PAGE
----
Krisanne is most comfortable with a “good old fashioned compass and paper map” from her National Park Service Ranger days at Denali National Park. But the couple has also invested in some new technology; an inReach Explorer and iPhone apps. They also face other concerns. Krisanne adds that “I have a fair amount of experience in bear country and have been bluff charged three times by grizzly bears, so I feel competent and comfortable. But… cougars? That’s a new thrill and they kind of creep me out… and ticks, too!”
“Hiking every day on an older frame,” Jim thinks, will be his biggest challenge. “I’ve attained the admirable age of 62.” Krisanne tells me and that Jim will celebrate his 68th birthday on the trail. She is quick to tell me that, “I don’t want to avoid shrinking from doing what I love to do.” Citing AARP’s initiative to #DisruptAging she want to encourage people to embrace that “Age does not need to stop one from pursuing their interests – you might just have to do them differently. Take more rest days, rest stops, stretch out more, and take “mature” labeled vitamins.”
For this hike, Jim wants to remain within conversational distance for safety reasons. “We usually move at different paces when hiking together. Downhills are slower for me.” Given the differences, Krisanne acknowledges that, “We will need to embrace tolerance with each other so we can hike our own hikes and allow the partner to do what they feel they need to do in the moment. And it will require many compromises over the course of the trail.”
With 24 years of marriage behind them, Krisanne reflects on what this hike would add to their relationship.
“Raising a family, navigating parenthood, addressing major health challenges, balancing financial stress…we’ve had lots of experience with all of that and I think our relationship took a toll every now and again. We’ll have tons of time to talk, figure out challenge together, support each other… laugh at the silly mistakes we make, share the high ridge views… and just finish the darn trail together. If successful, that will be quite the accomplishment and tribute to our relationship.”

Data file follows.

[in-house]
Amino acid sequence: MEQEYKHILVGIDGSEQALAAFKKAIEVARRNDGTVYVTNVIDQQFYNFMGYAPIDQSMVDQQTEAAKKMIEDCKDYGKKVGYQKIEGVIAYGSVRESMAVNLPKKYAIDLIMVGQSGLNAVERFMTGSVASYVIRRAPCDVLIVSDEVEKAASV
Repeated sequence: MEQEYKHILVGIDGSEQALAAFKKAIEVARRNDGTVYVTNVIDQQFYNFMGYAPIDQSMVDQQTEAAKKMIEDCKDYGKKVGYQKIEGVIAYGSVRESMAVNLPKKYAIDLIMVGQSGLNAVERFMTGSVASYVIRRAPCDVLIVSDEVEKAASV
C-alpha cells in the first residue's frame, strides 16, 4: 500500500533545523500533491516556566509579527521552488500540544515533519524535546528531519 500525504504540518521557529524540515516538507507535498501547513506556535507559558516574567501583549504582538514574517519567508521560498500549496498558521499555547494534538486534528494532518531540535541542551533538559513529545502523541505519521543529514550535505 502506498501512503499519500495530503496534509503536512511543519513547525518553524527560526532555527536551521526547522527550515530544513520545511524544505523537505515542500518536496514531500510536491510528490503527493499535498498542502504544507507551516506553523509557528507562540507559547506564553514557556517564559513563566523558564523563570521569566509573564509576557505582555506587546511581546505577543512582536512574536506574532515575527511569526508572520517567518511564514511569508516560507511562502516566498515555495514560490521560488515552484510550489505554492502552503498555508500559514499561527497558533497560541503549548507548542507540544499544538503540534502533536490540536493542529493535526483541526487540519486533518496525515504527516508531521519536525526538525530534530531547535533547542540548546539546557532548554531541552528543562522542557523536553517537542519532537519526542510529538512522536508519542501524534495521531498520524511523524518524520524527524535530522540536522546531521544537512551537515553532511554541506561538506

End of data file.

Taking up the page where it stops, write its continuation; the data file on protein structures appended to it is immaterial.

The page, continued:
The couple began their hike in late June, and believes they are the only hikers going west to east this season. By hiking east, the Rockies should be free from snow and their younger daughter may be able to join them for their last few days in Glacier National Park.
Krisanne and Jim are hoping to keep their base weight around 15lbs. Krisanne has been an REI member for almost 50 years and still has her “McKinley mummy bag, adorned with duct tape in a few places” and her pack from 1983 when she worked in Denali. But she’s trading up for this adventure. She’s going to be hiking with the Gregory Maven’s 55L women’s pack and sleeping in the REI Joule sleeping bag. “I am splurging on my sleeping pad… and opted for the REI Flash insulated pad.”
As for their diet? Krisanne has “dried cooked quinoa, home made kale pesto, veggies and chives from the garden, potato soup and lentil curry stew. I’ve also dried some local halibut and salmon that we’ll use during the first half. And of course, we’ll take every advantage of local fare!” They’ll also be field testing some freeze dried food from Cindy McSurely, a AT trail mom who’s daughter hiked in 2016.
Before they set out, Krisanne left me with one final thought; “It’s now or maybe never! We are both recently retired from professional paid work. We have time, health, experience, desire, and confidence. And really, why not?”
The Trek wishes them the best of luck!